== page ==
News Release

WikiLeaks Documents Expose Realities of Iraq War


Several media outlets have released information based on documents from WikiLeaks about the Iraq war this afternoon. See WikiLeaks Twitter feed

Chatterjee is a regular columnist for the British Guardian, which has had access to the WikiLeaks documents.

He is the author of three forthcoming articles, which will appear in Comment is Free in the Guardian. The articles will focus on civilian casualties in Iraq, the role of private contractors and the use of drones. He said: “In times of war, truth has always been the first casualty. Many failures, many mistakes have been hidden from public view or swept under the rug. These documents shed enormous light on what our tax dollars have wrought.”
Chatterjee is author of Iraq, Inc: A Profitable Occupation (2004) and Halliburton’s Army: How a Well-Connected Texas Oil Company Revolutionized the Way America Makes War (2009). He recently joined the Center for American Progress as a fellow.

Just back from Iraq, Rosen is author of the new book Aftermath: Following the Bloodshed of America’s Wars in the Muslim World. His previous book is In the Belly of the Green Bird: The Triumph of the Martyrs in Iraq. Rosen is a fellow at New York University’s Center on Law and Security.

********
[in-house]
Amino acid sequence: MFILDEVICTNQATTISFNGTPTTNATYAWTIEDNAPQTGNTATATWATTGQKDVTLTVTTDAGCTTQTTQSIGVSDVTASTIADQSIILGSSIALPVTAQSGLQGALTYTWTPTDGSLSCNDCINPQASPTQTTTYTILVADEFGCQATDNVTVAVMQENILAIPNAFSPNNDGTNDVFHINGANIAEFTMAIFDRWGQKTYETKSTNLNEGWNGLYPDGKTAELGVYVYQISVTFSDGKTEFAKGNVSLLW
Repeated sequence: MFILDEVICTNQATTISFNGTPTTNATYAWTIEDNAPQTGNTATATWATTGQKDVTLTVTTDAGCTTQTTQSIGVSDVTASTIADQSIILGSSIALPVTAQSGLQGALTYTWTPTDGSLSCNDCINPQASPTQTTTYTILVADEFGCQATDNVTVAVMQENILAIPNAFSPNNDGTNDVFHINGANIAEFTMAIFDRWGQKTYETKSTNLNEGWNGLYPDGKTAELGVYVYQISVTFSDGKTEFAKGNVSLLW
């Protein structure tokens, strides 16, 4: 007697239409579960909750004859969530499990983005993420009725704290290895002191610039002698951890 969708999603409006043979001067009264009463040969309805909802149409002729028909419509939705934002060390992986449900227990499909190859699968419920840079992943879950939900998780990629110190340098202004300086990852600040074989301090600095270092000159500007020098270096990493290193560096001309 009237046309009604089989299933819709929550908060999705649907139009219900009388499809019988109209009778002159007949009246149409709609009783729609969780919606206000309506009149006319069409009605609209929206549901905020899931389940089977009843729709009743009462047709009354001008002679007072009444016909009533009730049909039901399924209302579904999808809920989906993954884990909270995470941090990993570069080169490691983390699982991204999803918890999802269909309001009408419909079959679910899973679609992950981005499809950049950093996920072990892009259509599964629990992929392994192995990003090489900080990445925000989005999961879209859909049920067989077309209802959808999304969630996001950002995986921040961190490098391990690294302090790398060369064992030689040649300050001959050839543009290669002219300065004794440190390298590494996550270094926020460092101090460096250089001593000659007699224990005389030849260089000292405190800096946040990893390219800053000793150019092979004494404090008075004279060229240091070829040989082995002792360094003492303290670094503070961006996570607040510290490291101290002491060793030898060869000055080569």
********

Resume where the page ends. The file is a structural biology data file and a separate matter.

The Guardian reports: “U.S. and UK officials have insisted that no official record of civilian casualties exists but the logs record 66,081 non-combatant deaths out of a total of 109,000 fatalities.”

Jarrar, also recently back from Iraq, is an Iraqi-American blogger, political analyst and architect. He was in Iraq during the 2003 invasion where he established and directed the first door-to-door civilian casualties survey in Iraq. He said today: “For seven years, the U.S. government has denied the extent of Iraqi civilian casualties. Today’s release shows that they were not only aware of a great number of Iraqi casualties, but they were actually keeping a secret tally of them. We should keep in mind that the number of killings recorded by the U.S. does not necessarily provide an accurate reflection of how many Iraqis have been killed. According to various reputable sources, there may be other hundreds of thousands of undocumented cases of Iraq deaths. In addition, we can’t take the U.S. government’s word about who is a civilian and who is a so-called insurgent or terrorist. There are many documented cases where the U.S. mislabeled unarmed Iraqi civilians. Wikileaks has also provided evidence proving that the U.S. authorities turned a blind eye to abuses in U.S. and Iraqi prisons and to crimes committed by military personnel and private contractors.”

Stieber is a veteran of in the Bravo Company documented in the video “Collateral Murder,” released earlier this year by WikiLeaks. He just wrote the piece “Iraq Vet to Congress: Don’t Cover Up Wikileaks’ Iraq Revelations.”

For more information, contact at the Institute for Public Accuracy:
Sam Husseini, (202) 347-0020; or David Zupan, (541) 484-9167